For Simsbury man, it was rocket science
SIMSBURY, Conn. (AP) — To the untrained ear, Bill Newman seems to talk in code. Everything is turbine pumps and red fuming nitric acid and supersonic flight.
Once Newman gets going, it's hard to get him to stop talking. Here is a man who built the first bipropellant throttleable rocket engine, who once met Neil Armstrong , who lived in Houston, Arizona and California. It's understandable; the guy has a lot to say.
The 82-year-old rocket engineer is long retired. All of this knowledge, this understanding of the ins and outs of one of the most complex industries on the planet is of no use to him now. Outside of the occasional consulting gig, knowing about unsymmetrical dimethylhydrazine isn't all that useful in the quaint town of Simsbury. All it is these days is a story, which Newman is more than willing to tell with the same concise level of detail that it took to design the engine of the Bell X-1 fighter plane. Newman remembers every nut and bolt and rivet, each chemical code.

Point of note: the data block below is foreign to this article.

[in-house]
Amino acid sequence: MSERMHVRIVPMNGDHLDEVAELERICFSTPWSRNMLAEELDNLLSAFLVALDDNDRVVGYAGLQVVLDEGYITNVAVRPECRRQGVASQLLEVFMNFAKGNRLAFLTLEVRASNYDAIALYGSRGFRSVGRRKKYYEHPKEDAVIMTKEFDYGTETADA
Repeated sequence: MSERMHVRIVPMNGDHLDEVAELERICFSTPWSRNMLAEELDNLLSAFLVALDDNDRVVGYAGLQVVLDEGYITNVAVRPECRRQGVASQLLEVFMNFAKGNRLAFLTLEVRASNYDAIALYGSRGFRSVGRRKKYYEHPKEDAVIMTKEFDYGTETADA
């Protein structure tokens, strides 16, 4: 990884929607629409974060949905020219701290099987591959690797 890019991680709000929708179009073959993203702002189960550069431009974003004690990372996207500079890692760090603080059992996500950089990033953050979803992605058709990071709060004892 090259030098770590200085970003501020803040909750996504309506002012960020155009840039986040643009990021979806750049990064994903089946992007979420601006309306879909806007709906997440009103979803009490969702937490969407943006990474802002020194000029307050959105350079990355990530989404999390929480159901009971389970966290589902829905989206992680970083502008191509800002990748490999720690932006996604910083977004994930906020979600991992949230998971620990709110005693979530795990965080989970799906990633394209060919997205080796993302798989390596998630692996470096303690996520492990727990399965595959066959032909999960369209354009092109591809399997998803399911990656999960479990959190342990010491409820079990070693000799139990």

Tracing back the lineage of Newman's rocket fascination would land you in, of all places, Winsted. In an empty parking lot at Winsted Center School, Newman and a few friends would set up model planes. He was 16 years old and the year was 1948. In two years' time he'd graduated from the Gilbert School . Newman had already decided that